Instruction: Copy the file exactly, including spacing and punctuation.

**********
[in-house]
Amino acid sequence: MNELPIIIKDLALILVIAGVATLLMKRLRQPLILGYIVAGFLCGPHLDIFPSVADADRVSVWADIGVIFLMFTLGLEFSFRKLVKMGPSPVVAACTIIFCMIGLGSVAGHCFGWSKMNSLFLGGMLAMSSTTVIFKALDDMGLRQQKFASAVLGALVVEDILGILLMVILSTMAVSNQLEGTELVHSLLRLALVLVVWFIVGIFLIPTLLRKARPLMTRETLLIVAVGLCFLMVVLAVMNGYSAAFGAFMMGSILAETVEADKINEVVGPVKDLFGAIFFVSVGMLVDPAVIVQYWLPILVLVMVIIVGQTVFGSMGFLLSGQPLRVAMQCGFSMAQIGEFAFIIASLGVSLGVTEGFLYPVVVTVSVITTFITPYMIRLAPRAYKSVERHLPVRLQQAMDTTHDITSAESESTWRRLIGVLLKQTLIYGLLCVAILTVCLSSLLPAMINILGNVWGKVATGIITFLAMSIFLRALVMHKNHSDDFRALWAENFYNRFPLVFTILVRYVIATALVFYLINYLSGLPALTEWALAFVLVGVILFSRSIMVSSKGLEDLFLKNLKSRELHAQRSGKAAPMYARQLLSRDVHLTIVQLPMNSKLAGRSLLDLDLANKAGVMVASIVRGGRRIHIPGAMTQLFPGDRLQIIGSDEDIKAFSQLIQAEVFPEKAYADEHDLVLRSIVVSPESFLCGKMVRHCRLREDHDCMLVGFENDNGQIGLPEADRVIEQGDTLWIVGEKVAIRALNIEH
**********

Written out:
[in-house]
Amino acid sequence: MNELPIIIKDLALILVIAGVATLLMKRLRQPLILGYIVAGFLCGPHLDIFPSVADADRVSVWADIGVIFLMFTLGLEFSFRKLVKMGPSPVVAACTIIFCMIGLGSVAGHCFGWSKMNSLFLGGMLAMSSTTVIFKALDDMGLRQQKFASAVLGALVVEDILGILLMVILSTMAVSNQLEGTELVHSLLRLALVLVVWFIVGIFLIPTLLRKARPLMTRETLLIVAVGLCFLMVVLAVMNGYSAAFGAFMMGSILAETVEADKINEVVGPVKDLFGAIFFVSVGMLVDPAVIVQYWLPILVLVMVIIVGQTVFGSMGFLLSGQPLRVAMQCGFSMAQIGEFAFIIASLGVSLGVTEGFLYPVVVTVSVITTFITPYMIRLAPRAYKSVERHLPVRLQQAMDTTHDITSAESESTWRRLIGVLLKQTLIYGLLCVAILTVCLSSLLPAMINILGNVWGKVATGIITFLAMSIFLRALVMHKNHSDDFRALWAENFYNRFPLVFTILVRYVIATALVFYLINYLSGLPALTEWALAFVLVGVILFSRSIMVSSKGLEDLFLKNLKSRELHAQRSGKAAPMYARQLLSRDVHLTIVQLPMNSKLAGRSLLDLDLANKAGVMVASIVRGGRRIHIPGAMTQLFPGDRLQIIGSDEDIKAFSQLIQAEVFPEKAYADEHDLVLRSIVVSPESFLCGKMVRHCRLREDHDCMLVGFENDNGQIGLPEADRVIEQGDTLWIVGEKVAIRALNIEH